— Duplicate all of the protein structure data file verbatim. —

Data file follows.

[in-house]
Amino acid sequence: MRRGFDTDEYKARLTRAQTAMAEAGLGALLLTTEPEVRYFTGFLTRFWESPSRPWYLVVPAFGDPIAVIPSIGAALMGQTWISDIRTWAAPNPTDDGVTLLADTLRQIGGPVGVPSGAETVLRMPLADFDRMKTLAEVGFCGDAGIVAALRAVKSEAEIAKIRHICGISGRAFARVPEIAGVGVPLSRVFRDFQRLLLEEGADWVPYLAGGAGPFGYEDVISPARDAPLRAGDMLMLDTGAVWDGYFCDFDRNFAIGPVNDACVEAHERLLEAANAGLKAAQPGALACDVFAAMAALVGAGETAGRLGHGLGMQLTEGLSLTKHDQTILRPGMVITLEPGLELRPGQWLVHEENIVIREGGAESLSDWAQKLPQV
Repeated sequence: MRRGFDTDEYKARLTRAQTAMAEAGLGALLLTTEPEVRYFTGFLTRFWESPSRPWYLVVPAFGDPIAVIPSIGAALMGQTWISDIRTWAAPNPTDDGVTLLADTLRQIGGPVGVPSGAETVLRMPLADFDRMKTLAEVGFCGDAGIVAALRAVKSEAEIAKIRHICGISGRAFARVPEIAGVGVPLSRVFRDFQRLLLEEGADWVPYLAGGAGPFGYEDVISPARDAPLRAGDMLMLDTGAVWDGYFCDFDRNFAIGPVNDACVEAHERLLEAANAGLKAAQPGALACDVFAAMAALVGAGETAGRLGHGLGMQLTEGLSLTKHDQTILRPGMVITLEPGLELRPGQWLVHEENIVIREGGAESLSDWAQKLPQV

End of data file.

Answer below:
[in-house]
Amino acid sequence: MRRGFDTDEYKARLTRAQTAMAEAGLGALLLTTEPEVRYFTGFLTRFWESPSRPWYLVVPAFGDPIAVIPSIGAALMGQTWISDIRTWAAPNPTDDGVTLLADTLRQIGGPVGVPSGAETVLRMPLADFDRMKTLAEVGFCGDAGIVAALRAVKSEAEIAKIRHICGISGRAFARVPEIAGVGVPLSRVFRDFQRLLLEEGADWVPYLAGGAGPFGYEDVISPARDAPLRAGDMLMLDTGAVWDGYFCDFDRNFAIGPVNDACVEAHERLLEAANAGLKAAQPGALACDVFAAMAALVGAGETAGRLGHGLGMQLTEGLSLTKHDQTILRPGMVITLEPGLELRPGQWLVHEENIVIREGGAESLSDWAQKLPQV
Repeated sequence: MRRGFDTDEYKARLTRAQTAMAEAGLGALLLTTEPEVRYFTGFLTRFWESPSRPWYLVVPAFGDPIAVIPSIGAALMGQTWISDIRTWAAPNPTDDGVTLLADTLRQIGGPVGVPSGAETVLRMPLADFDRMKTLAEVGFCGDAGIVAALRAVKSEAEIAKIRHICGISGRAFARVPEIAGVGVPLSRVFRDFQRLLLEEGADWVPYLAGGAGPFGYEDVISPARDAPLRAGDMLMLDTGAVWDGYFCDFDRNFAIGPVNDACVEAHERLLEAANAGLKAAQPGALACDVFAAMAALVGAGETAGRLGHGLGMQLTEGLSLTKHDQTILRPGMVITLEPGLELRPGQWLVHEENIVIREGGAESLSDWAQKLPQV